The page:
Street food dining at Don Mueang Airport (DMK)

For people in the know, the food court at Don Mueang airport is a tasty option for a bite to eat before a flight to your next destination. Read on for Bangkok airport travel tips from Foodiepacker Ana.

Red-eye flight from Islamabad to Bangkok (BKK) arriving early in the morning.

Same-day, afternoon flight from a different airport in Bangkok (DMK) to Da Nang.

Gates at Bangkok Suvanabhumi airport
Like most travelers on long haul flights, we arrived at Bangkok's Suvarnabhumi Airport (BKK). However, most low cost carriers depart from Bangkok's old Don Mueang Airport (DMK).

That was the start of our January 2019 trip to Southeast Asia. And it left us with three problems that needed solutions. First, how to get from BKK to DMK. Second, what to do about lost sleep plus jetlag. Third, and most importantly, where to eat.

Shuttle bus from Suvarnabhumi to Don Mueang

If your flight arrives after 5 am and before midnight, you are in luck. The free shuttle bus between BKK and DMK runs every 12 minutes during peak traffic hours and every 30 minutes during off peak hours. The journey takes about 50 minutes when traffic conditions are good, making this a convenient option if you have 3+ hours between flights. On the other hand, with less than 3 hours, you are better off taking a taxi via the expressway.

Traffic at Bangkok city stoplight
Bangkok is infamous for its traffic. If you only have a short layover and need to get from one airport to another, it is probably best to take a taxi. Else, take the free shuttle bus.

The shuttle stop is clearly marked at both BKK and DMK airports. Just follow the signs after you exit the baggage claim area. No reservations are needed. You will need to present proof of both your flights via BKK and DMK. Namely, your boarding pass stub or a copy of your itinerary is sufficient. The shuttle is air-conditioned and has space for luggage.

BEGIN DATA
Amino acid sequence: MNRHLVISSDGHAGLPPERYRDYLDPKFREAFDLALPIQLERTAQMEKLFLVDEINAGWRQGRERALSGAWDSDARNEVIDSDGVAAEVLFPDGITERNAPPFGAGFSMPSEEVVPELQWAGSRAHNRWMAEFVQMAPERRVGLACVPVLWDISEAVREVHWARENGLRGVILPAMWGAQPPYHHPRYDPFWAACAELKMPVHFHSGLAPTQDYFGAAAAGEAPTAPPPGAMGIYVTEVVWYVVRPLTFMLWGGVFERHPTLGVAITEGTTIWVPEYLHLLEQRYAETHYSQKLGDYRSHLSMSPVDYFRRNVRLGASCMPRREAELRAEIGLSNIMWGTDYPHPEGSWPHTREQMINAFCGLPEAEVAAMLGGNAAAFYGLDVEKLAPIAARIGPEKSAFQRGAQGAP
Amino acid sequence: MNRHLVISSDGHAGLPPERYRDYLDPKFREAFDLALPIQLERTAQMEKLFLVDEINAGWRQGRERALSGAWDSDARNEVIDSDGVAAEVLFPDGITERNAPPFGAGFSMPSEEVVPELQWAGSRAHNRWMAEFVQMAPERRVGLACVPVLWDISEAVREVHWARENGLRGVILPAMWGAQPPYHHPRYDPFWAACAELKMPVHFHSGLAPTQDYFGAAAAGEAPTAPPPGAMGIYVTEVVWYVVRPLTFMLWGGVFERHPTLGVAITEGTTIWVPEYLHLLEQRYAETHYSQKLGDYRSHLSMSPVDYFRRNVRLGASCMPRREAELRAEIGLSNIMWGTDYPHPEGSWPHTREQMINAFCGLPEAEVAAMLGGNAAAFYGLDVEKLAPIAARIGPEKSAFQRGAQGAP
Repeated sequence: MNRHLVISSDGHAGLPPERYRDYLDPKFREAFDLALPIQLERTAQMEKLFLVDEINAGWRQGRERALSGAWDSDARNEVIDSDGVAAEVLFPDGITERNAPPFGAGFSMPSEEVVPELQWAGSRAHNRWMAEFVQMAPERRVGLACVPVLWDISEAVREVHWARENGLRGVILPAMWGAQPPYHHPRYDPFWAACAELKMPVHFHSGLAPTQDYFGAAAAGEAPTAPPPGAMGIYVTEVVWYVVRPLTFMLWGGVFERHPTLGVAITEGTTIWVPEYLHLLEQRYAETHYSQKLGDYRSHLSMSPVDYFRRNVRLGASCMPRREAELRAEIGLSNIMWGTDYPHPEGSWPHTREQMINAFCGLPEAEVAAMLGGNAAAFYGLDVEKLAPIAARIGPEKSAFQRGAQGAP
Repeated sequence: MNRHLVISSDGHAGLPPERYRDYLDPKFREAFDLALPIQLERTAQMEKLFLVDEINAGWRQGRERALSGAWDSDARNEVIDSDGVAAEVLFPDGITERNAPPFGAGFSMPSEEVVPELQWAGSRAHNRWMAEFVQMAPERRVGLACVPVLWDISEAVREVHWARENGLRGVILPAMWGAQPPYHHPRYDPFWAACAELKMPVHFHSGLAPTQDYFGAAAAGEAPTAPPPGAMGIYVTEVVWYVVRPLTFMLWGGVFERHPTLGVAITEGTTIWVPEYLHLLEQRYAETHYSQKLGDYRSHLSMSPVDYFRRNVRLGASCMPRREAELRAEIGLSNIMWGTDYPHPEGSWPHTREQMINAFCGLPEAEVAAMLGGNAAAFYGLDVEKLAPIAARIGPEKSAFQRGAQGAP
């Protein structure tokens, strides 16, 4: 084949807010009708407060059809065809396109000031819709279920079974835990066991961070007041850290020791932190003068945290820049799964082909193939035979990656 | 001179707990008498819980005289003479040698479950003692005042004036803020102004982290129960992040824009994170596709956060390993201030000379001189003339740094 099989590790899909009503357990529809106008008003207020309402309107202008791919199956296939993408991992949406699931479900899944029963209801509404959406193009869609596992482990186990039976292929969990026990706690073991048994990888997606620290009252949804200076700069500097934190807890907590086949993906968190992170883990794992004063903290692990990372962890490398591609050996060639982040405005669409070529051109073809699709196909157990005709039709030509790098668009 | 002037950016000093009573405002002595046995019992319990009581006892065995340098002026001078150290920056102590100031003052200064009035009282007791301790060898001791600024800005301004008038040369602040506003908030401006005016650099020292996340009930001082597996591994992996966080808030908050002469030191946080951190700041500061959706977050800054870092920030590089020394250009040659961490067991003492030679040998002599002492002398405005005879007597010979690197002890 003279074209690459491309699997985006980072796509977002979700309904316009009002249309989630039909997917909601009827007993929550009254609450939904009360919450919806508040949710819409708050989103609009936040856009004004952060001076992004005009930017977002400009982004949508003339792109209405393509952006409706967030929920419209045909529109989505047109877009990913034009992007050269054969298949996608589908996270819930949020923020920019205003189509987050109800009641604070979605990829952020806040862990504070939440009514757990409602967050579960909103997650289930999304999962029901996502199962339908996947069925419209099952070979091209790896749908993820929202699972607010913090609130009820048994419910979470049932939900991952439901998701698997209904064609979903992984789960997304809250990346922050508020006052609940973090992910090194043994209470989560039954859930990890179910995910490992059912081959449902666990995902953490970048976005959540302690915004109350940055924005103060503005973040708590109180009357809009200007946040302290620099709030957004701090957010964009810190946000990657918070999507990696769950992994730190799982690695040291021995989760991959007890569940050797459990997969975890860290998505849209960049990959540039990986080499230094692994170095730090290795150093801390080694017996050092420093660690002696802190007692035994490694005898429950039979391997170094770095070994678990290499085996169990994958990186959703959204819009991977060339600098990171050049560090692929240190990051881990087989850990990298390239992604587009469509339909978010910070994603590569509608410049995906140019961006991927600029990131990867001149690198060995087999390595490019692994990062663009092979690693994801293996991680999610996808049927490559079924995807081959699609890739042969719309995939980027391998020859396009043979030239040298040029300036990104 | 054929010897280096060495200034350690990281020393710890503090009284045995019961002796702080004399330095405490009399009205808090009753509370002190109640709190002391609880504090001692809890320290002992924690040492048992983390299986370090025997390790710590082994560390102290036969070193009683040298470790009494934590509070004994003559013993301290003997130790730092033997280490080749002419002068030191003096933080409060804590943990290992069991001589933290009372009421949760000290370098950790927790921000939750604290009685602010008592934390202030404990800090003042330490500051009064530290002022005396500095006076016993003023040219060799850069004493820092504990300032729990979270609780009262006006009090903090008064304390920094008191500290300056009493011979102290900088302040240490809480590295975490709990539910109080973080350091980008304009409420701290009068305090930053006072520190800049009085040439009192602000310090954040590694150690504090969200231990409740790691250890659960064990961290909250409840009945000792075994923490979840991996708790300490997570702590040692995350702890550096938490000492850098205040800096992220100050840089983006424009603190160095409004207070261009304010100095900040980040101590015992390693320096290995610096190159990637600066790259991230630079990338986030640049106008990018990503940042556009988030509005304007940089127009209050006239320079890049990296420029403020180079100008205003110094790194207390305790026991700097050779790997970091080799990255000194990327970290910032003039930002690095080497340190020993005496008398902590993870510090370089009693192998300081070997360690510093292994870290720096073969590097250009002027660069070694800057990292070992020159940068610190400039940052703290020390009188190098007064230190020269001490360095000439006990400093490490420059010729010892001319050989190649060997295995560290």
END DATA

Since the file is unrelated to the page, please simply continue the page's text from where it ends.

Sleeping for cheap(er) at the airport hotel

Red-eye flights are the worst. Does anyone like them? I guess some people don’t mind them, especially if you can save some money. But me, I’d rather have my sleep. Sadly, for us, there were only red-eye flights from Islamabad to Bangkok.

With an 8-hour gap between flights, we would have had enough time to go into the city and explore a bit. Except… Sleep. Plus, we had two backpacks to lug around. Lastly, we would be back in Bangkok for a few days at the end of our trip. So, we opted for sleep.

Seats at gate in front of window looking at airplanes at Don Mueang international Airport in Bangkok
Don Mueang International Airport is primarily used by low cost carriers for regional flights to cities in Southeast Asia and China.

There are a few options for hotels within walking or short taxi ride distance from Don Mueang airport. However, none is more convenient than the Amari Don Muang Airport Hotel, which is directly connected via a footbridge.

Rooms at the Amari airport hotel usually start at around $50-60 USD. But one of the top reasons people stay at the Amari is so they can catch an early morning flight from DMK with the least amount of hassle. We figured that by the time our bus arrived from BKK airport, there would be plenty of rooms available. Sure enough, we got a standard room for the day rate – about $30 USD. 

Where to eat at Don Mueang airport

I was lucky enough to live in Thailand for 2 amazing years (from 2014 to 2016). In those years, I took many flights out of DMK, and it was on one of those occasions that I stumbled upon the food court, called Magic Garden.

Since we opted not to go into the city to eat, I confidently told Chris that the airport food court was the next best thing. That’s because, while DMK also has the usual suspects for airport cuisine – i.e., McDonald’s, KFC, Burger King, Starbucks, etc, as well as some Asian chains like Bonchon Chicken (Korean), Gindaco (Japanese) – Magic Garden serves Thai street food specialties.